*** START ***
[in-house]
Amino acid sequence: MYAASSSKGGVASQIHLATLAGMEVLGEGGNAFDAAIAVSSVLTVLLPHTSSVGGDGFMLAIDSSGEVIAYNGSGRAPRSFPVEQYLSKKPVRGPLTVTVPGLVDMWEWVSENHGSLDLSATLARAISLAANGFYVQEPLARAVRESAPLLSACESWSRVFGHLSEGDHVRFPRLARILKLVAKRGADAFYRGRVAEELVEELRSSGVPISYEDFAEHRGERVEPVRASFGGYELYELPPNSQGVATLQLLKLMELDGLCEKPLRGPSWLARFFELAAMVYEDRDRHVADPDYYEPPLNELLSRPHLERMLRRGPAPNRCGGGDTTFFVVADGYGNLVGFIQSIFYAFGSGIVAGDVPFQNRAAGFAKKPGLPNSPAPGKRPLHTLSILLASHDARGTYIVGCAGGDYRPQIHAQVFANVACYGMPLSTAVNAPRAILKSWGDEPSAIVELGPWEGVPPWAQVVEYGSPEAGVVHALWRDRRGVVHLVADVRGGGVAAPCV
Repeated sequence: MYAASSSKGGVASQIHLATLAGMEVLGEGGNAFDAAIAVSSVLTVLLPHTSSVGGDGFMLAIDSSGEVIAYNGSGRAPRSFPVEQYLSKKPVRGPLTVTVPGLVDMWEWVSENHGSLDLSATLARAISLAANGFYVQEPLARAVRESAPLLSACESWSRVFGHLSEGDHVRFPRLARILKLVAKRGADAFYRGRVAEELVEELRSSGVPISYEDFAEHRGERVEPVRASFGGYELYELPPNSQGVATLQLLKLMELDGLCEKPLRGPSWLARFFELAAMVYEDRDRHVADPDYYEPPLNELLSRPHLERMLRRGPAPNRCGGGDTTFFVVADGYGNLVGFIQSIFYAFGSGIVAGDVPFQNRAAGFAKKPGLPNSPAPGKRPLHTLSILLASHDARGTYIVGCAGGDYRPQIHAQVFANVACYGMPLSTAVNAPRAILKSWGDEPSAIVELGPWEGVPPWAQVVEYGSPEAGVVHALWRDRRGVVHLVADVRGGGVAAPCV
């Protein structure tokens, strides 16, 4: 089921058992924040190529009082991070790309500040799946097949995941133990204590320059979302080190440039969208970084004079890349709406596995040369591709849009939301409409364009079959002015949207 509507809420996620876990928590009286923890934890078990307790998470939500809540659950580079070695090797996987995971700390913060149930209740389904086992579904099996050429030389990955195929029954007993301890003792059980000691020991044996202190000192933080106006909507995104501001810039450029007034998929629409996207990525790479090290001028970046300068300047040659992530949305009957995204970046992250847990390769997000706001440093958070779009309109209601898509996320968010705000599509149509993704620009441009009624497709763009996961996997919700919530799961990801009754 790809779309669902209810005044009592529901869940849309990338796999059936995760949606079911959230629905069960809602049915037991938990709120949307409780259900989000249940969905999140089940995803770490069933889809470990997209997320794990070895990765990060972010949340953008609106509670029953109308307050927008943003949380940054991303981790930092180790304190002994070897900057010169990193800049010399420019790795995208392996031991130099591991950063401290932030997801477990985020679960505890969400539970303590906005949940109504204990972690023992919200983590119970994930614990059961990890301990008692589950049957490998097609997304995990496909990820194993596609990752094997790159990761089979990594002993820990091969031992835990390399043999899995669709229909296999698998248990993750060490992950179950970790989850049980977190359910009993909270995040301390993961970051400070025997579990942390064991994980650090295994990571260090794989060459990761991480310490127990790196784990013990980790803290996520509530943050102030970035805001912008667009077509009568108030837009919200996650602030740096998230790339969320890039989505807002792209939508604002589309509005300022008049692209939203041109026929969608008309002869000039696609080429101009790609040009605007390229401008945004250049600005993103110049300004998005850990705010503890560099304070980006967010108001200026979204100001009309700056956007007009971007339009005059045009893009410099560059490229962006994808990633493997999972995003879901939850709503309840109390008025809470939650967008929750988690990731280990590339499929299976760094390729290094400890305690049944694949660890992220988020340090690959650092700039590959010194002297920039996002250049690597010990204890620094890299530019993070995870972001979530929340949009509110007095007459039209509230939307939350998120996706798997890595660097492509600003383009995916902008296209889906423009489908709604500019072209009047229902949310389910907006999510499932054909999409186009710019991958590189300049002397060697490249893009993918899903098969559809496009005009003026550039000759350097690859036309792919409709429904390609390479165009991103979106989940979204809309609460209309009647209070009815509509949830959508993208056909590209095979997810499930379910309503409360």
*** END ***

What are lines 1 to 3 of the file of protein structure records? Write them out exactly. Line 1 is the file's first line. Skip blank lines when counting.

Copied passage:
[in-house]
Amino acid sequence: MYAASSSKGGVASQIHLATLAGMEVLGEGGNAFDAAIAVSSVLTVLLPHTSSVGGDGFMLAIDSSGEVIAYNGSGRAPRSFPVEQYLSKKPVRGPLTVTVPGLVDMWEWVSENHGSLDLSATLARAISLAANGFYVQEPLARAVRESAPLLSACESWSRVFGHLSEGDHVRFPRLARILKLVAKRGADAFYRGRVAEELVEELRSSGVPISYEDFAEHRGERVEPVRASFGGYELYELPPNSQGVATLQLLKLMELDGLCEKPLRGPSWLARFFELAAMVYEDRDRHVADPDYYEPPLNELLSRPHLERMLRRGPAPNRCGGGDTTFFVVADGYGNLVGFIQSIFYAFGSGIVAGDVPFQNRAAGFAKKPGLPNSPAPGKRPLHTLSILLASHDARGTYIVGCAGGDYRPQIHAQVFANVACYGMPLSTAVNAPRAILKSWGDEPSAIVELGPWEGVPPWAQVVEYGSPEAGVVHALWRDRRGVVHLVADVRGGGVAAPCV
Repeated sequence: MYAASSSKGGVASQIHLATLAGMEVLGEGGNAFDAAIAVSSVLTVLLPHTSSVGGDGFMLAIDSSGEVIAYNGSGRAPRSFPVEQYLSKKPVRGPLTVTVPGLVDMWEWVSENHGSLDLSATLARAISLAANGFYVQEPLARAVRESAPLLSACESWSRVFGHLSEGDHVRFPRLARILKLVAKRGADAFYRGRVAEELVEELRSSGVPISYEDFAEHRGERVEPVRASFGGYELYELPPNSQGVATLQLLKLMELDGLCEKPLRGPSWLARFFELAAMVYEDRDRHVADPDYYEPPLNELLSRPHLERMLRRGPAPNRCGGGDTTFFVVADGYGNLVGFIQSIFYAFGSGIVAGDVPFQNRAAGFAKKPGLPNSPAPGKRPLHTLSILLASHDARGTYIVGCAGGDYRPQIHAQVFANVACYGMPLSTAVNAPRAILKSWGDEPSAIVELGPWEGVPPWAQVVEYGSPEAGVVHALWRDRRGVVHLVADVRGGGVAAPCV